In its decision, the Supreme Court held that § 145 creates a sui generis statutory review regime that is distinct from review under other provisions of law. The Court rejected the PTO's argument that a § 145 action should be treated as an administrative review under the Administrative Procedure Act (APA) and that therefore district courts should be limited to the record before the PTO and give deference to findings of fact made by the PTO as an executive agency. The Court reasoned that it makes little sense for a district court to defer to factual findings by the PTO when faced with new evidence because "[t]he [PTO], no matter how great its authority or expertise, cannot account for evidence that it has never seen." Instead, the Court held that a § 145 action is not a technical appeal of the Board's decision and therefore not subject to the rules of evidence that limit an appellate court's review to the record below. In reaching its holding, the Court relied on the evidentiary and procedural rules in effect when Congress passed the statute that originated the language of § 145 in 1870 and the 1884 Supreme Court decision in Butterworth v. United States ex rel. Hoe, each of which permitted the district court to consider evidence not previously presented to the PTO.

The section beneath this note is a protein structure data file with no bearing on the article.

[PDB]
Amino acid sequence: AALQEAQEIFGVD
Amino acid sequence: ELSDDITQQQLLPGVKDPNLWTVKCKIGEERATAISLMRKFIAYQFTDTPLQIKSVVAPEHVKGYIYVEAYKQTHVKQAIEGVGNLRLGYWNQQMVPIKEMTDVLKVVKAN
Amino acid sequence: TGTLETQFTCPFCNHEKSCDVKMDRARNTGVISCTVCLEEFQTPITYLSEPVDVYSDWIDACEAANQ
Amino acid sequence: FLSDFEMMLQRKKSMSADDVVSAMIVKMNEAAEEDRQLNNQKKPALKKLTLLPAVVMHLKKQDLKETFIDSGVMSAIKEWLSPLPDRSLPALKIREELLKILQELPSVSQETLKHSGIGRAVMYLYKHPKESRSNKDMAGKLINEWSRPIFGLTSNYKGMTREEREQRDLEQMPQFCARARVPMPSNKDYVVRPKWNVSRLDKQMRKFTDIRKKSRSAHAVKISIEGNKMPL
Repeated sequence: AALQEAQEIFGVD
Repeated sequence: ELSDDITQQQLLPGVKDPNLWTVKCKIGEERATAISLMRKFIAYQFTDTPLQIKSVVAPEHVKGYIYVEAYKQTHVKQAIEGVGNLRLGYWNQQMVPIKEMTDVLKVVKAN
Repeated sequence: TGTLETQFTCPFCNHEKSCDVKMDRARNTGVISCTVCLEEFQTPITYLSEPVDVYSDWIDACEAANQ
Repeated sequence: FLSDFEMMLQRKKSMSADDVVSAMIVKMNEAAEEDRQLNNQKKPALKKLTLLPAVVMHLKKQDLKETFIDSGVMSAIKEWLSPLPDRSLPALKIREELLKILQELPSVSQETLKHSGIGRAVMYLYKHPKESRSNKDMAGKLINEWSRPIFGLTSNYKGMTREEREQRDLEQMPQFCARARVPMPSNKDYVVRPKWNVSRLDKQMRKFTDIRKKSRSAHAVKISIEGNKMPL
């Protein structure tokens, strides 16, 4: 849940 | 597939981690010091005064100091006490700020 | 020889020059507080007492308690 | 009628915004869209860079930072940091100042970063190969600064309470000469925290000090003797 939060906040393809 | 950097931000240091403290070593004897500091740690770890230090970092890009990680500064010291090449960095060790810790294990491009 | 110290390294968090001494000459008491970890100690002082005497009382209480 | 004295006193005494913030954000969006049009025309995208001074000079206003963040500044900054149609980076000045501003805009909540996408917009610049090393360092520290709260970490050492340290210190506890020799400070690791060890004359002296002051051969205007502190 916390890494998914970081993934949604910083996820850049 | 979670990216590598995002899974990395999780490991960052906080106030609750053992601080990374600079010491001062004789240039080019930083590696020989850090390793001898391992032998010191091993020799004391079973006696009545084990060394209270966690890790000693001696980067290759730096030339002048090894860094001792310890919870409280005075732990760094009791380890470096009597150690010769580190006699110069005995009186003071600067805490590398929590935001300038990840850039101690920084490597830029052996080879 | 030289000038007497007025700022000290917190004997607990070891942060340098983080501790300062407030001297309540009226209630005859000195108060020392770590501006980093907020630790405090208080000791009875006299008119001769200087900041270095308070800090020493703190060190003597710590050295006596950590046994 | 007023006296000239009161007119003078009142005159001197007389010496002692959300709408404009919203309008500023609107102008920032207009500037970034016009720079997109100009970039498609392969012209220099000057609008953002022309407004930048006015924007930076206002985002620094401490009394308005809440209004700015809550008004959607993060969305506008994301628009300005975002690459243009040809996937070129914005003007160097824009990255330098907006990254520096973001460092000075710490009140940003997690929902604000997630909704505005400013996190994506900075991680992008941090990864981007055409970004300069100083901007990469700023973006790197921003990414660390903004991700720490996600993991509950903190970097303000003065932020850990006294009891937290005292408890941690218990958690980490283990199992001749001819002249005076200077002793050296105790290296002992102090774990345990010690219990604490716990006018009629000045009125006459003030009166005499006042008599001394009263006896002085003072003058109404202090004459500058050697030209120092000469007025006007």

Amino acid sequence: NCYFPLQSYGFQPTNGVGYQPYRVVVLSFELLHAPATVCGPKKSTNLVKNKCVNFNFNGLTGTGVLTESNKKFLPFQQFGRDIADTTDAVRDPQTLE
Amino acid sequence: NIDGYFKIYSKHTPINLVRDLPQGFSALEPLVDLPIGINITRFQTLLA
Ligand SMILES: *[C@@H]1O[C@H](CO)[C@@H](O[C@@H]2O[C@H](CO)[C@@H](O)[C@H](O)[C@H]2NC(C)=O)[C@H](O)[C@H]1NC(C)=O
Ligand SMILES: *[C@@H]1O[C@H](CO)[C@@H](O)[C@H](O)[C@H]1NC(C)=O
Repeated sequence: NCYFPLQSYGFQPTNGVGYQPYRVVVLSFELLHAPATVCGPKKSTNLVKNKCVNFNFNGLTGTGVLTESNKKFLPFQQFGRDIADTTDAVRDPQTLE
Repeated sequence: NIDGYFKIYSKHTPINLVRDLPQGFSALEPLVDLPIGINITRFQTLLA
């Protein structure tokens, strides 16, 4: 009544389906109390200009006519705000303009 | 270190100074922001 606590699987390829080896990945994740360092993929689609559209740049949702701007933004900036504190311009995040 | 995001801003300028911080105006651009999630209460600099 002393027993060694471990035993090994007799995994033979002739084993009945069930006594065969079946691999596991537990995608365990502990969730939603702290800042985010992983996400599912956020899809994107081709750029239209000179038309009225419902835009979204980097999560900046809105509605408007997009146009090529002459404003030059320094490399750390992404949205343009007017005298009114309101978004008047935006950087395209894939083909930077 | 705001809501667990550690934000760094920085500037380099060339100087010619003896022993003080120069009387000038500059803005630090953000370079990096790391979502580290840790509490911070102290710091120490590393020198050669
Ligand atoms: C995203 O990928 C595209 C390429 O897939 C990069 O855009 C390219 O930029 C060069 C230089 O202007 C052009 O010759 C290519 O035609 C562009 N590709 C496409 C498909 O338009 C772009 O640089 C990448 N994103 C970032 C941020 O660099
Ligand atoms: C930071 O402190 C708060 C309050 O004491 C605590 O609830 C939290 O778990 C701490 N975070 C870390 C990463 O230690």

The Court recognized, but rightly dismissed, the concern that allowing new evidence and de novo findings in § 145 actions would encourage applicants to "withhold evidence from the PTO intentionally with the goal of presenting that evidence for the first time to a nonexpert judge." Such a withholding would be against the applicant's interest. As Justice Thomas explained: "An applicant who pursues such a strategy would be intentionally undermining his claims before the PTO on the speculative chance that he will gain some advantage in the 35 U.S.C. § 145 proceeding by presenting new evidence to a district court judge."

Concurring, Justice Sotomayor suggested that nothing in the majority's opinion would prevent a district court from using its discretion to exclude evidence deliberately suppressed or withheld in bad faith.